Barrie Jones

Ambassador's Argyle Archives | No. 7: Record Signing

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Argyle's record signing. 

Any football fan would be hard pressed to think of a British transfer record involving a Plymouth Argyle player.

But that was the case when wing wizard Barrie Jones left his native Wales to aid the Pilgrim cause.

Despite his star status, he was a player who suffered on numerous occasions one of the most heartbreaking scenarios for a footballer – being a losing semi-finalist.

He joined Swansea Town as a junior (the club didn’t adopt the name Swansea City until 1969 to reflect the new city status) and found himself in good company. He literally cleaned the boots of some of the biggest names in Welsh football – Terry Medwin, Cliff Jones and the Allchurch brothers, Ivor and Len.

Barrie Jones progressed well and in September 1959, a month short of his eighteenth birthday, signed as a professional.

Winning the Welsh Cup for the first time, he scored in the 1961 final as Bangor were defeated 3-1 at the neutral venue of Cardiff.

A good run in the 1963-64 League Cup saw Swansea meet Bill Shankly’s Liverpool, and cause a quarter-final upset in front of over 52,000 at Anfield.

Although Liverpool included names such as Tommy Lawrence, Ronnie Moran, Ron Yeats, Ian Callaghan, Roger Hunt and Ian St John, The Reds could only muster a consolation goal from Peter Thompson. That was after Jim McLoughlin and Eddie Thomas scored in the space of two minutes.

In the Swansea goal was another player who would later join Argyle, Noel Dwyer.

The resulting semi-final, at Villa Park, was an all Second Division affair against Preston North End.

The Welsh following totalled 30,000, almost half of the capacity crowd, and they were delighted to see McLoughlin give their side a lead. He also, amazingly, hit the bar on no less than three occasions.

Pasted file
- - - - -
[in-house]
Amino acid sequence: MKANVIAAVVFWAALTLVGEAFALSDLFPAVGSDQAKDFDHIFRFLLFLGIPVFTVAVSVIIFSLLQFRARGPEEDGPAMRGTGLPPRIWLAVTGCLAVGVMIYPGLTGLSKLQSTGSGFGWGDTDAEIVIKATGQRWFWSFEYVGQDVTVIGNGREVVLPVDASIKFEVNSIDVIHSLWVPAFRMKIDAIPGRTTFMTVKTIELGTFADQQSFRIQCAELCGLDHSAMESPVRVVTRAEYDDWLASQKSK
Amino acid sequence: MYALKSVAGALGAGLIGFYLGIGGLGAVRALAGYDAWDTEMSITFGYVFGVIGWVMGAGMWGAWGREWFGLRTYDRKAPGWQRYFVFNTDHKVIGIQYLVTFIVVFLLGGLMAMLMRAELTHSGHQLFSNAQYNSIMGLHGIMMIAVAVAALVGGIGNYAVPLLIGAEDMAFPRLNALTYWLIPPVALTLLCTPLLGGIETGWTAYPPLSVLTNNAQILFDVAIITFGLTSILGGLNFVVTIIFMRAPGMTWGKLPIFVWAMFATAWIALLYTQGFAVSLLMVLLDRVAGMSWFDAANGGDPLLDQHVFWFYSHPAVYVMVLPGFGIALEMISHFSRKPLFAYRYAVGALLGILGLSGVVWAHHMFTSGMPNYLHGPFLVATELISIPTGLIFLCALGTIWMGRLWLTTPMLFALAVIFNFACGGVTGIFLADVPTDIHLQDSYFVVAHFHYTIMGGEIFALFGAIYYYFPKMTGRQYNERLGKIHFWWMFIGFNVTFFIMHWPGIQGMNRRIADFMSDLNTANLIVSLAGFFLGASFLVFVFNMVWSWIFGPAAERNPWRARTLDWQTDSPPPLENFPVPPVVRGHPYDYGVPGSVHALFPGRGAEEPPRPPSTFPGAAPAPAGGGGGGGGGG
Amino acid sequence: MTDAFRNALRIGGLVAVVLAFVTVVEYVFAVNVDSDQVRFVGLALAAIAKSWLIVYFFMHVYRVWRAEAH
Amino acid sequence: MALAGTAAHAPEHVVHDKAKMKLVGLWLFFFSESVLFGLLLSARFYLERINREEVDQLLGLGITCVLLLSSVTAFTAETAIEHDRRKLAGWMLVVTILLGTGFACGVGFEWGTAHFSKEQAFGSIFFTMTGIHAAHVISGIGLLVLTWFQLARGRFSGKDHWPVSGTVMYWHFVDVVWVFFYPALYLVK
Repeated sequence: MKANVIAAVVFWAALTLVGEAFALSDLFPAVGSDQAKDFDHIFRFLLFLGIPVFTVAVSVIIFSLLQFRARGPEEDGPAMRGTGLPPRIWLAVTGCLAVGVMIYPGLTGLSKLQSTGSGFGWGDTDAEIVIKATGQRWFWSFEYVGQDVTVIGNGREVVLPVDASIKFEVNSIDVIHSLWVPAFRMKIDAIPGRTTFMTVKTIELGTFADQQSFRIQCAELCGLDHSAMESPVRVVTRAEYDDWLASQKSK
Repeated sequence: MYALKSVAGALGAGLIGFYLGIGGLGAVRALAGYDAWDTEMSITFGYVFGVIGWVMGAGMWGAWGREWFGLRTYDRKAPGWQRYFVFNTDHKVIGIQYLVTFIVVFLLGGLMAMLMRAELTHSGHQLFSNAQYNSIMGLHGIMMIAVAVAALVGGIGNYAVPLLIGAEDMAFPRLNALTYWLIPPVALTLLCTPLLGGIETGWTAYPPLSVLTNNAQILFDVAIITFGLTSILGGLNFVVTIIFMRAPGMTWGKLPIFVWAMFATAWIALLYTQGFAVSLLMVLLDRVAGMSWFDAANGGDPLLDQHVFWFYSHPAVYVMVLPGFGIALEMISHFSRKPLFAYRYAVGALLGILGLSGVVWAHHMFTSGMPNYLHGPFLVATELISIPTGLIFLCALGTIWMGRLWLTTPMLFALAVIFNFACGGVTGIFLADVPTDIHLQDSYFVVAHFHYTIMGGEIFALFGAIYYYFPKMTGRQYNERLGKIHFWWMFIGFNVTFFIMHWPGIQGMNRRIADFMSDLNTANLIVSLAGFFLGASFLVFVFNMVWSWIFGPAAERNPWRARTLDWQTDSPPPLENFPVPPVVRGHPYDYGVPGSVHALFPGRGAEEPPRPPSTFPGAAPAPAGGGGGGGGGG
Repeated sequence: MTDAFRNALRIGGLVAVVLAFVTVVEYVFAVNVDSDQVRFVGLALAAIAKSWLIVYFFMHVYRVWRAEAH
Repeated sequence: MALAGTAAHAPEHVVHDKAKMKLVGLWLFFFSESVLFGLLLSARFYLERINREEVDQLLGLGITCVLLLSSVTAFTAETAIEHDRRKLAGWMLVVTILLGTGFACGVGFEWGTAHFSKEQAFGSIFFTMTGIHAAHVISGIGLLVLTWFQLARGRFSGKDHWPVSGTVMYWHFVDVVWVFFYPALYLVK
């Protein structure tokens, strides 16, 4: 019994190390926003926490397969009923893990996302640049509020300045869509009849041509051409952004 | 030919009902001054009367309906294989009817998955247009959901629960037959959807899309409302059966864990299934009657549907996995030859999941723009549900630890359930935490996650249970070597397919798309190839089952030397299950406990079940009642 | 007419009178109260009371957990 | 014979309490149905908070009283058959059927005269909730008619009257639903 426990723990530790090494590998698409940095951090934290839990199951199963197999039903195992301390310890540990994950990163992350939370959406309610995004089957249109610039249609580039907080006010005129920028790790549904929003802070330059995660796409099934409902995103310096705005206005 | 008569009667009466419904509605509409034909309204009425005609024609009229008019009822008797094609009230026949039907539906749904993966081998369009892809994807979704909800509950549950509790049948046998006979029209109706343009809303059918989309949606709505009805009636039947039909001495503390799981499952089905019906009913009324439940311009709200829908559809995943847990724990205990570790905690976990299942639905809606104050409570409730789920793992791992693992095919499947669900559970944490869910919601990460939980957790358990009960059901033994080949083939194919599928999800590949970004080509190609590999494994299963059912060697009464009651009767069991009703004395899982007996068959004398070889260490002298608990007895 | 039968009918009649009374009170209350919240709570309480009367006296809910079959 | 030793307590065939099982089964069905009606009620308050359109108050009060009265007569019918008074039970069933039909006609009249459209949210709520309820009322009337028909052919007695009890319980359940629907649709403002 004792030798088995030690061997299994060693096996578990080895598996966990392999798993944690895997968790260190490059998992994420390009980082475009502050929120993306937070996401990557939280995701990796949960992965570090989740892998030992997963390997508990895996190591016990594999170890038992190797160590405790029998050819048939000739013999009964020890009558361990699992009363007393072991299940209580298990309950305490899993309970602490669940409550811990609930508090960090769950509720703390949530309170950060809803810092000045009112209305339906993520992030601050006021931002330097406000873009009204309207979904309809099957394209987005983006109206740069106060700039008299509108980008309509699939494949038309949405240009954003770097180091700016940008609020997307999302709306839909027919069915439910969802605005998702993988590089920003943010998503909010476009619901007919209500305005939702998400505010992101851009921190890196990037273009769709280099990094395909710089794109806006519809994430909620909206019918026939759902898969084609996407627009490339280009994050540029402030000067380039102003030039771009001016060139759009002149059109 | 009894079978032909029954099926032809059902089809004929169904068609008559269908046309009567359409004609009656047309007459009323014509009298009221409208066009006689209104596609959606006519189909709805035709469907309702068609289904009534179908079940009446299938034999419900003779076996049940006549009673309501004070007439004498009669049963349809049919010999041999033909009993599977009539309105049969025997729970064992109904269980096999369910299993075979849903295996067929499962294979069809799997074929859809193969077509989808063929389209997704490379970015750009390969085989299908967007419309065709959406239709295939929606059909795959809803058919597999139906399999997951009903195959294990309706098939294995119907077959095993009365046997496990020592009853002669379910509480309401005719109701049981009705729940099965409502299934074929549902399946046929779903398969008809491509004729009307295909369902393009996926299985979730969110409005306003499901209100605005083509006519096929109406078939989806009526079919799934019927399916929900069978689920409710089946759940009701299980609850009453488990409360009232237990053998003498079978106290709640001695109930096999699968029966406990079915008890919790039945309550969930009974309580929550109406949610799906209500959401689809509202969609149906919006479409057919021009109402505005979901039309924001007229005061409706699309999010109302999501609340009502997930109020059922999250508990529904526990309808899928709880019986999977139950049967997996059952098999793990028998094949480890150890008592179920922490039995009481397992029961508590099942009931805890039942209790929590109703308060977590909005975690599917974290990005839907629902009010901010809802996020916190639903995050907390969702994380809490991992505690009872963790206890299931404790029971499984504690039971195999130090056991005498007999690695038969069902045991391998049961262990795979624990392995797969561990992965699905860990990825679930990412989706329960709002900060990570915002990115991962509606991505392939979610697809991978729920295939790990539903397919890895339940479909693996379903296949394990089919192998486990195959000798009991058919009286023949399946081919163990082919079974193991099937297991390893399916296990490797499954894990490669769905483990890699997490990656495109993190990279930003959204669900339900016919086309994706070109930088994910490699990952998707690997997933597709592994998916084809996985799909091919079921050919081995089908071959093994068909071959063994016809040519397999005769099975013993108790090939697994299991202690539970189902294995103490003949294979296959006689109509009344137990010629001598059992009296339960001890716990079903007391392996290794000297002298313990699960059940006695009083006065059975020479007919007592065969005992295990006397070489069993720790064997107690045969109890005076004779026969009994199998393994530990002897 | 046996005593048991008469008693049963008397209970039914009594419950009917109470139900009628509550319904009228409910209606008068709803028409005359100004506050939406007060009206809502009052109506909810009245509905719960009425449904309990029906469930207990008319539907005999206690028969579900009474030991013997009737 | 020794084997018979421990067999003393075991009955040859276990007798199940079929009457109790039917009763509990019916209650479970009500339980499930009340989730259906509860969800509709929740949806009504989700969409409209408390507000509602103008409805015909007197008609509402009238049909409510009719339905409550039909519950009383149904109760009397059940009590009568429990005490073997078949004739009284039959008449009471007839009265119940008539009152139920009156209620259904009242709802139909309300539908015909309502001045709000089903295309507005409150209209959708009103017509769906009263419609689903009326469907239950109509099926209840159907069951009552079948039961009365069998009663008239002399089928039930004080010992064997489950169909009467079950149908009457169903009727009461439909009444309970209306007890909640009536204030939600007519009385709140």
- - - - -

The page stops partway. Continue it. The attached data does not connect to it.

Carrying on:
But a disputed Preston penalty saw them back into the game which the Lancashire side eventually won 2-1.

After 166 Second Division games, in which Jones scored 23 goals for Swansea. he was transferred to Plymouth Argyle under Malcolm Allison in September, 1964.

Such was the manager’s style in not being afraid to field young players who showed plenty of flair, Allison not only broke the club’s previous monetary high to sign Jones for £45,000, but also set a new British transfer record for a winger.

On his Argyle debut, on 12 September, 1964, a Second Division point was earned against Ipswich Town with Frank Lord netting for The Pilgrims.

Jones claimed his first Argyle goal when he and Lord were on target in a 2-0 win at Bury.

At five feet, eight inches tall, Jones would not be renowned for his goal scoring record, but as a tricky winger who could beat the best of full-backs. He was certainly a creator.

His first season with The Greens was also noted for the League Cup exploits which took the club to the last four when they faced Leicester City.

Although missing the first meeting at Filbert Street, which City won 3-2, through injury, he did appear in the return leg. However, the gap in class was too much and City headed for Wembley after the 4-2 aggregate win.